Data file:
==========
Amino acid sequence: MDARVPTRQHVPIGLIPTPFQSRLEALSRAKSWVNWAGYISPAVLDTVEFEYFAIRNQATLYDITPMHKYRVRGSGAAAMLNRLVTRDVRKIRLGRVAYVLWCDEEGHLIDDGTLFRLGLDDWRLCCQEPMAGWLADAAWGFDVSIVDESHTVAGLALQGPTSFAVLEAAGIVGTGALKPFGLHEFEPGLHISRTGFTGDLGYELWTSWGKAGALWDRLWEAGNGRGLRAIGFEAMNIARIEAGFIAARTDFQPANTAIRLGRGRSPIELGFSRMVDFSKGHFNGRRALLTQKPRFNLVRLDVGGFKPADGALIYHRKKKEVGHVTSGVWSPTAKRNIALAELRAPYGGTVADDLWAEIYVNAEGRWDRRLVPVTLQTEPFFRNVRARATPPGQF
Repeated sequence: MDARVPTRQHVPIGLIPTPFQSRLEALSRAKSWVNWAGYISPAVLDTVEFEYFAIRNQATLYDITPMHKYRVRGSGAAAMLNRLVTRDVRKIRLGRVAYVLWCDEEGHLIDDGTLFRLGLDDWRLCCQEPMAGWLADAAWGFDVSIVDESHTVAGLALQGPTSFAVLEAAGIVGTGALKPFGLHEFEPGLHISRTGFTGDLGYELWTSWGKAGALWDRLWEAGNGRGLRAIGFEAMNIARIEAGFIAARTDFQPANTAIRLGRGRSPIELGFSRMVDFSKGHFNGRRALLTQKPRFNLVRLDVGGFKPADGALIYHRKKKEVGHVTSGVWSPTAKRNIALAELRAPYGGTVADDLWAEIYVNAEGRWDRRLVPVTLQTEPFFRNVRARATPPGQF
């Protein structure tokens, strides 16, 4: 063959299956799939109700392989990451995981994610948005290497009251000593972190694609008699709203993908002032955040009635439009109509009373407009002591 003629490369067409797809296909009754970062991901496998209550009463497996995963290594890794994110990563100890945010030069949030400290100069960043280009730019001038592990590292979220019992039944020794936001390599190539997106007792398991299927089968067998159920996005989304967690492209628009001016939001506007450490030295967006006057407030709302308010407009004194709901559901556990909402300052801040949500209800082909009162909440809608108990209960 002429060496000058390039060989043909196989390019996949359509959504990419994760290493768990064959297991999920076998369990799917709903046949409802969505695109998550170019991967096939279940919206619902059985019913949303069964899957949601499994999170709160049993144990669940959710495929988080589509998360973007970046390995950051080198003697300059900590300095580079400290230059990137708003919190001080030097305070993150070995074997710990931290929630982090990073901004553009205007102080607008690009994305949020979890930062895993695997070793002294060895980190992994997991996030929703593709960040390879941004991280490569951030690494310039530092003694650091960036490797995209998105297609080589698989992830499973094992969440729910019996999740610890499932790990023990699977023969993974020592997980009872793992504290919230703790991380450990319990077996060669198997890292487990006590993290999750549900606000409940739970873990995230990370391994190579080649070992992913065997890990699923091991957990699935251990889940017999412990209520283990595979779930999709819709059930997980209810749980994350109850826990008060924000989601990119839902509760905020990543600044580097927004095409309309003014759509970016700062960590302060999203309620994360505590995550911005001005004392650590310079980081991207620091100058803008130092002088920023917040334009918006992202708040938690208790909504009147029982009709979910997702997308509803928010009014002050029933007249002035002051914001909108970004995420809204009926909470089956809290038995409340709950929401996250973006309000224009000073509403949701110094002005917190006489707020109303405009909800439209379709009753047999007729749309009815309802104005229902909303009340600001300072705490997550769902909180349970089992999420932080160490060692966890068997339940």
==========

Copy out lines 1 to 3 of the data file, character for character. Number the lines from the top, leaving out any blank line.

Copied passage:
Amino acid sequence: MDARVPTRQHVPIGLIPTPFQSRLEALSRAKSWVNWAGYISPAVLDTVEFEYFAIRNQATLYDITPMHKYRVRGSGAAAMLNRLVTRDVRKIRLGRVAYVLWCDEEGHLIDDGTLFRLGLDDWRLCCQEPMAGWLADAAWGFDVSIVDESHTVAGLALQGPTSFAVLEAAGIVGTGALKPFGLHEFEPGLHISRTGFTGDLGYELWTSWGKAGALWDRLWEAGNGRGLRAIGFEAMNIARIEAGFIAARTDFQPANTAIRLGRGRSPIELGFSRMVDFSKGHFNGRRALLTQKPRFNLVRLDVGGFKPADGALIYHRKKKEVGHVTSGVWSPTAKRNIALAELRAPYGGTVADDLWAEIYVNAEGRWDRRLVPVTLQTEPFFRNVRARATPPGQF
Repeated sequence: MDARVPTRQHVPIGLIPTPFQSRLEALSRAKSWVNWAGYISPAVLDTVEFEYFAIRNQATLYDITPMHKYRVRGSGAAAMLNRLVTRDVRKIRLGRVAYVLWCDEEGHLIDDGTLFRLGLDDWRLCCQEPMAGWLADAAWGFDVSIVDESHTVAGLALQGPTSFAVLEAAGIVGTGALKPFGLHEFEPGLHISRTGFTGDLGYELWTSWGKAGALWDRLWEAGNGRGLRAIGFEAMNIARIEAGFIAARTDFQPANTAIRLGRGRSPIELGFSRMVDFSKGHFNGRRALLTQKPRFNLVRLDVGGFKPADGALIYHRKKKEVGHVTSGVWSPTAKRNIALAELRAPYGGTVADDLWAEIYVNAEGRWDRRLVPVTLQTEPFFRNVRARATPPGQF
């Protein structure tokens, strides 16, 4: 063959299956799939109700392989990451995981994610948005290497009251000593972190694609008699709203993908002032955040009635439009109509009373407009002591 003629490369067409797809296909009754970062991901496998209550009463497996995963290594890794994110990563100890945010030069949030400290100069960043280009730019001038592990590292979220019992039944020794936001390599190539997106007792398991299927089968067998159920996005989304967690492209628009001016939001506007450490030295967006006057407030709302308010407009004194709901559901556990909402300052801040949500209800082909009162909440809608108990209960 002429060496000058390039060989043909196989390019996949359509959504990419994760290493768990064959297991999920076998369990799917709903046949409802969505695109998550170019991967096939279940919206619902059985019913949303069964899957949601499994999170709160049993144990669940959710495929988080589509998360973007970046390995950051080198003697300059900590300095580079400290230059990137708003919190001080030097305070993150070995074997710990931290929630982090990073901004553009205007102080607008690009994305949020979890930062895993695997070793002294060895980190992994997991996030929703593709960040390879941004991280490569951030690494310039530092003694650091960036490797995209998105297609080589698989992830499973094992969440729910019996999740610890499932790990023990699977023969993974020592997980009872793992504290919230703790991380450990319990077996060669198997890292487990006590993290999750549900606000409940739970873990995230990370391994190579080649070992992913065997890990699923091991957990699935251990889940017999412990209520283990595979779930999709819709059930997980209810749980994350109850826990008060924000989601990119839902509760905020990543600044580097927004095409309309003014759509970016700062960590302060999203309620994360505590995550911005001005004392650590310079980081991207620091100058803008130092002088920023917040334009918006992202708040938690208790909504009147029982009709979910997702997308509803928010009014002050029933007249002035002051914001909108970004995420809204009926909470089956809290038995409340709950929401996250973006309000224009000073509403949701110094002005917190006489707020109303405009909800439209379709009753047999007729749309009815309802104005229902909303009340600001300072705490997550769902909180349970089992999420932080160490060692966890068997339940």